But little of this has surfaced in the corporate press as they’ve been too busy repeating the talking points of outraged officials in Canberra, London and Washington. The reaction of Arab bloggers has also been mostly ignored.
The details of the WikiLeaks story are arguably the most interesting. For example, the New York Times supposedly had to rely on the Guardian for the documents because Assange had been displeased with a recent profile of him in the Times. Editor Bill Keller was keen to negotiate with the White House which documents would not offend American goals.
The Washington Post reports that the Wall Street Journal and CNN, offered the cables but refused, were told by WikiLeaks that they would be liable for $US100,000 if any embargo was broken.
But where is the bravery in the media assessing the fallout of the leaks? Slate’s Jack Shafer calls for the resignation of Hillary Clinton because of the hard evidence that she demanded her foreign-service officials to spy on friend and foe. Here was – in black and white – documentation that shows Washington engaged in a global network of espionage. When Tehran or Beijing acts similarly, it’s called terrorism.
And where are the legal and civil rights lobbies in Australia as growing threats against Assange and his website increase by the day? A handful are speaking out, including Sydney University’s Ben Saul, claiming that Australia’s priority should be asking America about its crimes revealed in the WikiLeaks dump. Few journalists are arguing similarly.
Rupert Murdoch columnist Andrew Bolt defends the spying as a necessary price to pay to maintain American hegemony in the world seemingly oblivious to the fact that Washington’s ability to influence the world has irreversibly declined since September 11, 2001, helped by a lessening of fear towards American power.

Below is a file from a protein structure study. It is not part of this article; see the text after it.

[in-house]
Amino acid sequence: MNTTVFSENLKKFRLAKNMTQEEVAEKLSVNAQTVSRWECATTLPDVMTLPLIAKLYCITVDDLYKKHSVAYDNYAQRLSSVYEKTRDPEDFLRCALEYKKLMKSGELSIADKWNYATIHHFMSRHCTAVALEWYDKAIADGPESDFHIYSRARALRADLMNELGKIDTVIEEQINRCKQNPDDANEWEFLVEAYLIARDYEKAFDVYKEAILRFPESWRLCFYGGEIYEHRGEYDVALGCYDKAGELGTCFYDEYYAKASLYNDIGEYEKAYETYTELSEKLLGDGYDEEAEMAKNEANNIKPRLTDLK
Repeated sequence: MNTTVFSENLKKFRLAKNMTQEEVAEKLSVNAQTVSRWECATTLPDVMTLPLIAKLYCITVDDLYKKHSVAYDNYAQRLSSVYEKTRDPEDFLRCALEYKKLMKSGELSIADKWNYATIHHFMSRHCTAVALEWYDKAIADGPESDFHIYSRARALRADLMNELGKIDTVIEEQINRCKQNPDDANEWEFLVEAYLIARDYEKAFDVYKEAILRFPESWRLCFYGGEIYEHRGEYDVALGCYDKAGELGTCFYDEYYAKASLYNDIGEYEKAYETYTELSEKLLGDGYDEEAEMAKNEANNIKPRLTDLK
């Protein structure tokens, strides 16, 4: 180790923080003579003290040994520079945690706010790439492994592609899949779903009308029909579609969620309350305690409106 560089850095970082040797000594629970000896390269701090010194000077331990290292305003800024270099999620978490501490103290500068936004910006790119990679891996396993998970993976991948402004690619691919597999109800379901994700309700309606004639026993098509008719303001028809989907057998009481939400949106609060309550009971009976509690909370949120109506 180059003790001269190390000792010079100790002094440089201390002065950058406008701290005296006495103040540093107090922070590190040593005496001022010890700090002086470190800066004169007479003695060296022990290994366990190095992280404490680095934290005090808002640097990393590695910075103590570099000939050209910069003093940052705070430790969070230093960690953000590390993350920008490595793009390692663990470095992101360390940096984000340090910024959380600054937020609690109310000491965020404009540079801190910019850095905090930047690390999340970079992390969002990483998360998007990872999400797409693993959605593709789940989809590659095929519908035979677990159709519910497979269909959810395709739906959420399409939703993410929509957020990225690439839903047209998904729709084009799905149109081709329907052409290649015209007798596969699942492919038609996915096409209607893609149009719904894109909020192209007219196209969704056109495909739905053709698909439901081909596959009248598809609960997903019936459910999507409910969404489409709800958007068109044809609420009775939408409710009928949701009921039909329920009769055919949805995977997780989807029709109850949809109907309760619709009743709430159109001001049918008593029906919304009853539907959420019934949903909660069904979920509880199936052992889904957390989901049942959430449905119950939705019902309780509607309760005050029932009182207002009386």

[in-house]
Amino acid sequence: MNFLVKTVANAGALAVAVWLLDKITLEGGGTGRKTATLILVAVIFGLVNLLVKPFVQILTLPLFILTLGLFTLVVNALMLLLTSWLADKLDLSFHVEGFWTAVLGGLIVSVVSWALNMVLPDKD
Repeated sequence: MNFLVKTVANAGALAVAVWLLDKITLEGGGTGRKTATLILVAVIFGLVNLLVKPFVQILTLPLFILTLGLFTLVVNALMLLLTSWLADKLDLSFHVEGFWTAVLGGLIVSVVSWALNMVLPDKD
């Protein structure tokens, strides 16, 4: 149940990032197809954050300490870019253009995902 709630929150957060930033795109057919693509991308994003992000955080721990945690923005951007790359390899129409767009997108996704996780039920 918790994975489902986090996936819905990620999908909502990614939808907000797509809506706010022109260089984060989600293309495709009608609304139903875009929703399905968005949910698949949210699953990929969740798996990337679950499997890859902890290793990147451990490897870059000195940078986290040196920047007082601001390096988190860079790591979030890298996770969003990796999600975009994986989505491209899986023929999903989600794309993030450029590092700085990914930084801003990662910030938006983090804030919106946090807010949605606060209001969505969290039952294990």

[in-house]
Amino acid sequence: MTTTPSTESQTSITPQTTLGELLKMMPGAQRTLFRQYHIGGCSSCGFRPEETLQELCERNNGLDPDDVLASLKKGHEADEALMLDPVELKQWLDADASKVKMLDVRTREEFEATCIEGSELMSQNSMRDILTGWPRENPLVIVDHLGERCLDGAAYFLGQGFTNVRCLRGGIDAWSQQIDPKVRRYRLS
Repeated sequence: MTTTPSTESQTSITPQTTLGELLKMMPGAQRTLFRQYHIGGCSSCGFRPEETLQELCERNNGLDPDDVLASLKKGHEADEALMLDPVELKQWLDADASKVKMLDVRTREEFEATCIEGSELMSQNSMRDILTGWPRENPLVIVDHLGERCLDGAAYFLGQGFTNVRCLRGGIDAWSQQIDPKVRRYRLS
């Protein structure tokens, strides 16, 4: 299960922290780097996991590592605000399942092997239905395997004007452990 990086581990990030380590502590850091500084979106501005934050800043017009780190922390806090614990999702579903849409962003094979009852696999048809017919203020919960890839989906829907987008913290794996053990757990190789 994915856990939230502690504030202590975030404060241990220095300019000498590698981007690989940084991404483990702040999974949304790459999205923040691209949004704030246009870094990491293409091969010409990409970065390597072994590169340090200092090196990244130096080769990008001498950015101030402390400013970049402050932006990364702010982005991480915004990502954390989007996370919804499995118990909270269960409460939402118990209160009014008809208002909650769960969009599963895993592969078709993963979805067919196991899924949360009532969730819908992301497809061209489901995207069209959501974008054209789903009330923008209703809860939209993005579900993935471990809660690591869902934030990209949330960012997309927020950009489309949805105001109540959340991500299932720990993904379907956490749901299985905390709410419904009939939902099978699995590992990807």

Indeed, there seems to be a major degree of jealousy within the mainstream media. Why haven’t more of them been leaked key documents? Why did sources rely on WikiLeaks instead of a major news organisation? As Assange told Forbes this week, in lieu of another major leak related to a major US bank in early 2011:
“We’re totally source-dependent. We get what we get. As our profile rises in a certain area, we get more in a particular area. People say, ”˜Why don’t you release more leaks form the Taliban?’ So I say ”˜Hey, help us, tell more Taliban dissidents about us’.”
Many journalists and editors would read that and wonder why Taliban dissidents hadn’t contacted them.
Perhaps somebody should examine what the motives of Assange actually are; he’s written a manifesto of sorts years ago.
But professional frustration isn’t the only key issue here. It’s the media’s overly-respectful posture towards authority. There is an overly-suspicious attitude towards people like Assange who refuse to play the traditional media game. He’s an outsider with exclusive information. He hasn’t spent years cultivating contacts inside the media tent. And he doesn’t spend most of his free time socialising with political staffers, editors and insiders.
John Kampfner, chief executive of Index on Censorship, reminds journalists of the truth: